Antinuclear antibodies can be detected in up to 25% of the population; however, only 5 to 7% are afflicted with an autoimmune disease. Therefore, many individuals are capable of mitigating the presence of autoantibodies and avoiding clinical disease. The objective of this study was to investigate unique features of SLE patients compared with autoantibody-positive (aAb+) healthy immune systems and to examine roles that cytokines play in maintaining immune equilibrium in ANA-positive healthy individuals.
Individuals (n = 790) were screened by multiplex, bead-based assays for autoantibodies against: dsDNA, chromatin, ribosomal P, SS-A/Ro, SS-B/La, Sm, Sm/RNP, RNP, SCL-70, Jo-1, and centromere B. Sera from aAb+ individuals, matched aAb- controls and SLE patients were tested for 52 cytokines using multiplex bead-based assays and ELISAs. Hierarchical clustering was performed and Kruskal-Wallis tests with Dunn's multiple comparisons were compared including a false discovery rate. Immune cell phenotyping and phospho-flow cytometry was performed on peripheral blood mononuclear cells from aAb+ and aAb- healthy individuals. Unpaired t tests and Mann-Whitney tests were performed.
Of the screened individuals, 57 individuals were positive for at least one autoantibody (7.2%), with 33.3% being Native American, 57.9% European American, 8.8% African American, and 89.5% female. European American aAb+ healthy individuals (n = 31) and matched aAb- healthy controls and SLE patients were selected for further analysis. While aAb+ healthy individuals displayed some similar cytokine patterns to SLE patients, they also displayed a suppressed cytokine profile that included decreased T-cell cytokines (IFNγ (P < 0.05), IL-5 (P < 0.05), IL-17F (P < 0.01)), decreased B-lymphocyte stimulator levels (P < 0.05), and increased IL-1 receptor antagonist levels (P < 0.001). An increased percentage of B cells was found in aAb+ healthy individuals compared with aAb- healthy controls (P = 0.039) that consisted of an increased percentage of memory B cells (P = 0.034) and a decreased percentage of transitional B cells (P = 0.028). Compared with aAb- healthy controls, B cells from aAb+ healthy individuals showed significantly increased pSTAT1 and pSTAT3 in response to IFNα stimulation (P = 0.037 and P = 0.040), increased pSTAT1 in response to IFNγ stimulation (P = 0.018), and increased pSTAT3 in response to IL-21 stimulation (P = 0.041). CD4+ T cells from aAb+ healthy individuals showed decreased pSTAT3 in response to IFNγ and IL-2 stimulation (P = 0.018 and P = 0.005). IFNα, IFNγ and IL-6 stimulation significantly increased pSTAT signaling in monocytes from aAb+ healthy individuals.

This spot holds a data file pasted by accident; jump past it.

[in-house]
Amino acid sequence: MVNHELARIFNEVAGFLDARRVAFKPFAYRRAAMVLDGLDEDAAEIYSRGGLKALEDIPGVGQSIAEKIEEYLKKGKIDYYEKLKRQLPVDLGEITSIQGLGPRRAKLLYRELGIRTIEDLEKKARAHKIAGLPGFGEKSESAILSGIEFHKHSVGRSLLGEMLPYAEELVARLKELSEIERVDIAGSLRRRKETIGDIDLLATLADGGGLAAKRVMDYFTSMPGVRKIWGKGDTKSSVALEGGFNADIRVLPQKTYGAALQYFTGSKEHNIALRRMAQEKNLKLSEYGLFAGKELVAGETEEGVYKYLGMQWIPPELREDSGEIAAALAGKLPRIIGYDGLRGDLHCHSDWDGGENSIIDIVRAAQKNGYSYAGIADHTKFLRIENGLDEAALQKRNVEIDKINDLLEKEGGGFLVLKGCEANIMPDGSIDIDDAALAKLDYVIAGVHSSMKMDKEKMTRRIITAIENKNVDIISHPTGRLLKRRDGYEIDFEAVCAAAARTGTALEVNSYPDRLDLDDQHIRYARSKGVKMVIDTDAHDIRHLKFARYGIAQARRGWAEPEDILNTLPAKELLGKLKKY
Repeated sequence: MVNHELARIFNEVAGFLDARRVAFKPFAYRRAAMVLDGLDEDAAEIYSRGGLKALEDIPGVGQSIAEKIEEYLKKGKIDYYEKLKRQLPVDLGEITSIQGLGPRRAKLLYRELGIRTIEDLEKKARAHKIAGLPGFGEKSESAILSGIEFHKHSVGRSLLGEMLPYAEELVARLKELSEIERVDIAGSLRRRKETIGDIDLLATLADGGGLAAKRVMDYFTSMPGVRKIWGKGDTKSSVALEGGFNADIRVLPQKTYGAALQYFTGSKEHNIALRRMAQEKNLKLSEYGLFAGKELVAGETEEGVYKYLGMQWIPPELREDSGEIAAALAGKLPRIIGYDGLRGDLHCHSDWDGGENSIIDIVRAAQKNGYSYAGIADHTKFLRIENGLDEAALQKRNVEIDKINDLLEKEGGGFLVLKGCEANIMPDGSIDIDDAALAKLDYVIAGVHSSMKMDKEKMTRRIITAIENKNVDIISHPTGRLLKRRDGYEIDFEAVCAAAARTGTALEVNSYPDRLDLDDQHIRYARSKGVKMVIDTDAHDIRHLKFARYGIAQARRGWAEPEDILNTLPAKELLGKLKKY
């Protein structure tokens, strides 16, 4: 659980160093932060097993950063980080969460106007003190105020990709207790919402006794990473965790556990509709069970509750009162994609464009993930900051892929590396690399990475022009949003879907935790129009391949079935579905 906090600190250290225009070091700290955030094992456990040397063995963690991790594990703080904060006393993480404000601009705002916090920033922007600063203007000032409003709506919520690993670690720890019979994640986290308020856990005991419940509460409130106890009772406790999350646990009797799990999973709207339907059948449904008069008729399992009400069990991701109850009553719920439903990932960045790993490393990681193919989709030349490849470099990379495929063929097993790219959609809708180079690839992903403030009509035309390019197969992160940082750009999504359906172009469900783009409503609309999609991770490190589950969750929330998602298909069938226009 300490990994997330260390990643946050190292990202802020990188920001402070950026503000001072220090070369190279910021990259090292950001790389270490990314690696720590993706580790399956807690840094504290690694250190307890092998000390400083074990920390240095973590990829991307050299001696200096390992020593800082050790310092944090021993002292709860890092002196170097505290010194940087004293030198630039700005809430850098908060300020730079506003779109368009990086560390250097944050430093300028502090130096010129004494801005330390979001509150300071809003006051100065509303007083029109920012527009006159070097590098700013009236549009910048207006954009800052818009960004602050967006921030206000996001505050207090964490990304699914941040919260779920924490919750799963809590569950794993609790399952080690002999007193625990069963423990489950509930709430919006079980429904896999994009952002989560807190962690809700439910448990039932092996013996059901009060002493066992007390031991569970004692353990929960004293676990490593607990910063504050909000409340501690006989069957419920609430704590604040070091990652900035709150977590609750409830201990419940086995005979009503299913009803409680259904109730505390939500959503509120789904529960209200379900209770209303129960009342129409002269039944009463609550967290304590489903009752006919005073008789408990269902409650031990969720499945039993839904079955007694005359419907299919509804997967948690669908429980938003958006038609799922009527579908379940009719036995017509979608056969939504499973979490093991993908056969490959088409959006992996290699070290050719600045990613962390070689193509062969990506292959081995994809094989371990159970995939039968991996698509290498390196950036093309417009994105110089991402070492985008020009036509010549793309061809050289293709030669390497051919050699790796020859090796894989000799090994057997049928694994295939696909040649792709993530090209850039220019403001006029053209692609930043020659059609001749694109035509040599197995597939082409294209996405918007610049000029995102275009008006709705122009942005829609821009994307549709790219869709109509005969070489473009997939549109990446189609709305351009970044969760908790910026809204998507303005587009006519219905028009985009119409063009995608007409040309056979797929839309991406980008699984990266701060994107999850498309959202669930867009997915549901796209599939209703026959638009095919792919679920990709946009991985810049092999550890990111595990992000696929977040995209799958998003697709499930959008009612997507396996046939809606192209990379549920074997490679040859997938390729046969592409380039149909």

Although aAb+ healthy individuals exhibit features of inflammation and loss of immune tolerance, they are capable of suppressing these responses by regulatory mechanisms probably no longer functional in patients with autoimmune disease.